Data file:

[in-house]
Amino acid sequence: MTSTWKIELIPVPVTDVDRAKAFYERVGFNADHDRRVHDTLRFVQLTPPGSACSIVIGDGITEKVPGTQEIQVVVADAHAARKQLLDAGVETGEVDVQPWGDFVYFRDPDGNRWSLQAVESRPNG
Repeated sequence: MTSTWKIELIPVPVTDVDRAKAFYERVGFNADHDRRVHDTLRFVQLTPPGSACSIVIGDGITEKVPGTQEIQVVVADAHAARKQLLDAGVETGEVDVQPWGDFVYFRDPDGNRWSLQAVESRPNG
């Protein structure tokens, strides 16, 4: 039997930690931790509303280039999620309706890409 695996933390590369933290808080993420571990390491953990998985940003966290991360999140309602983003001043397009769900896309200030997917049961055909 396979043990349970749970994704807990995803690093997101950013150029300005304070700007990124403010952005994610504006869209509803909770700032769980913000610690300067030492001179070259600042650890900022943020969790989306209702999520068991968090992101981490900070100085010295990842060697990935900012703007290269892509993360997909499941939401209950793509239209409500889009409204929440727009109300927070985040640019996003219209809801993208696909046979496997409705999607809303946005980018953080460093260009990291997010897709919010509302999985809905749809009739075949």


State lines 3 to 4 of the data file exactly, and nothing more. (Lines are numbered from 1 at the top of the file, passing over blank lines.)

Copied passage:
Repeated sequence: MTSTWKIELIPVPVTDVDRAKAFYERVGFNADHDRRVHDTLRFVQLTPPGSACSIVIGDGITEKVPGTQEIQVVVADAHAARKQLLDAGVETGEVDVQPWGDFVYFRDPDGNRWSLQAVESRPNG
């Protein structure tokens, strides 16, 4: 039997930690931790509303280039999620309706890409 695996933390590369933290808080993420571990390491953990998985940003966290991360999140309602983003001043397009769900896309200030997917049961055909 396979043990349970749970994704807990995803690093997101950013150029300005304070700007990124403010952005994610504006869209509803909770700032769980913000610690300067030492001179070259600042650890900022943020969790989306209702999520068991968090992101981490900070100085010295990842060697990935900012703007290269892509993360997909499941939401209950793509239209409500889009409204929440727009109300927070985040640019996003219209809801993208696909046979496997409705999607809303946005980018953080460093260009990291997010897709919010509302999985809905749809009739075949």